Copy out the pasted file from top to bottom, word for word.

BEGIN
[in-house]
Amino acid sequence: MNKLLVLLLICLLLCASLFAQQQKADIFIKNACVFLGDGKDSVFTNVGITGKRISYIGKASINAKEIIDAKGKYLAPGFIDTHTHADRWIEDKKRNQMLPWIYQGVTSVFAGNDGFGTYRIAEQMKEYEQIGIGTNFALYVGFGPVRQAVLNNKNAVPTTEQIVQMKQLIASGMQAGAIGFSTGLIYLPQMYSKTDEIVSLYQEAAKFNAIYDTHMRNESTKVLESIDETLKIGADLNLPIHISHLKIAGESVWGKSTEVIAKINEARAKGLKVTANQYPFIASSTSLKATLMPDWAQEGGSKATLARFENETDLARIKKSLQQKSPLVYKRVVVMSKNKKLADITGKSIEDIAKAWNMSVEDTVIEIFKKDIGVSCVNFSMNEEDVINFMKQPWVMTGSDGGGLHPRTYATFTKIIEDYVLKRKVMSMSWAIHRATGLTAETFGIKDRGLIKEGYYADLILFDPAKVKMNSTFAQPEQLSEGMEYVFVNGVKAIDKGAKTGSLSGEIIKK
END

[in-house]
Amino acid sequence: MNKLLVLLLICLLLCASLFAQQQKADIFIKNACVFLGDGKDSVFTNVGITGKRISYIGKASINAKEIIDAKGKYLAPGFIDTHTHADRWIEDKKRNQMLPWIYQGVTSVFAGNDGFGTYRIAEQMKEYEQIGIGTNFALYVGFGPVRQAVLNNKNAVPTTEQIVQMKQLIASGMQAGAIGFSTGLIYLPQMYSKTDEIVSLYQEAAKFNAIYDTHMRNESTKVLESIDETLKIGADLNLPIHISHLKIAGESVWGKSTEVIAKINEARAKGLKVTANQYPFIASSTSLKATLMPDWAQEGGSKATLARFENETDLARIKKSLQQKSPLVYKRVVVMSKNKKLADITGKSIEDIAKAWNMSVEDTVIEIFKKDIGVSCVNFSMNEEDVINFMKQPWVMTGSDGGGLHPRTYATFTKIIEDYVLKRKVMSMSWAIHRATGLTAETFGIKDRGLIKEGYYADLILFDPAKVKMNSTFAQPEQLSEGMEYVFVNGVKAIDKGAKTGSLSGEIIKK